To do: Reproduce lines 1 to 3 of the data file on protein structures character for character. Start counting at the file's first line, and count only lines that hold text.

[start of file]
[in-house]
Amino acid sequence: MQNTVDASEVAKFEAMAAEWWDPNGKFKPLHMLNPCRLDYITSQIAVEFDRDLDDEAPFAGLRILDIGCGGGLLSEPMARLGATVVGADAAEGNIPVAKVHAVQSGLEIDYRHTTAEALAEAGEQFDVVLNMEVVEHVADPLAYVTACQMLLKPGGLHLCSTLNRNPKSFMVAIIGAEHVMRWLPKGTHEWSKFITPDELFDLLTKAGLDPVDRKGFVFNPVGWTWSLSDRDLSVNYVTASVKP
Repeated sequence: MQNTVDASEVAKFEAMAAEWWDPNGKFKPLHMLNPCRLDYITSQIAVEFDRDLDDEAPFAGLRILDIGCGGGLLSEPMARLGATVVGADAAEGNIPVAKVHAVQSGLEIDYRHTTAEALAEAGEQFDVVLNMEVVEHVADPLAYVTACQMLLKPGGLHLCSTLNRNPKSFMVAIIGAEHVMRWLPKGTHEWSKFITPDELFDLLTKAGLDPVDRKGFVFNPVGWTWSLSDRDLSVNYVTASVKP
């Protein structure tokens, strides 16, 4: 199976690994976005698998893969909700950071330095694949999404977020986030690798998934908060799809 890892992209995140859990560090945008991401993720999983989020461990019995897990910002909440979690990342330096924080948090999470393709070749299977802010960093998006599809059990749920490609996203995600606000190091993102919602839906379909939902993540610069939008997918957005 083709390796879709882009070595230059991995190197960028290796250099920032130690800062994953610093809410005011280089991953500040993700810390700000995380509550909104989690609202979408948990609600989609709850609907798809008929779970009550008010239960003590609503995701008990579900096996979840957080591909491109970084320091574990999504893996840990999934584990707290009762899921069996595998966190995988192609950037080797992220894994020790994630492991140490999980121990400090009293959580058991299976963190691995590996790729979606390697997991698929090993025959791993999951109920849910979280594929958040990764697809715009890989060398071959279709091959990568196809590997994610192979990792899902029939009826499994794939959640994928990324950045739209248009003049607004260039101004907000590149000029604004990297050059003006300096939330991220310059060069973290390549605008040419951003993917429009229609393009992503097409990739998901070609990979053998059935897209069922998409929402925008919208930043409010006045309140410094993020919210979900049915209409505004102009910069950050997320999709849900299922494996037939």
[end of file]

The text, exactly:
[in-house]
Amino acid sequence: MQNTVDASEVAKFEAMAAEWWDPNGKFKPLHMLNPCRLDYITSQIAVEFDRDLDDEAPFAGLRILDIGCGGGLLSEPMARLGATVVGADAAEGNIPVAKVHAVQSGLEIDYRHTTAEALAEAGEQFDVVLNMEVVEHVADPLAYVTACQMLLKPGGLHLCSTLNRNPKSFMVAIIGAEHVMRWLPKGTHEWSKFITPDELFDLLTKAGLDPVDRKGFVFNPVGWTWSLSDRDLSVNYVTASVKP
Repeated sequence: MQNTVDASEVAKFEAMAAEWWDPNGKFKPLHMLNPCRLDYITSQIAVEFDRDLDDEAPFAGLRILDIGCGGGLLSEPMARLGATVVGADAAEGNIPVAKVHAVQSGLEIDYRHTTAEALAEAGEQFDVVLNMEVVEHVADPLAYVTACQMLLKPGGLHLCSTLNRNPKSFMVAIIGAEHVMRWLPKGTHEWSKFITPDELFDLLTKAGLDPVDRKGFVFNPVGWTWSLSDRDLSVNYVTASVKP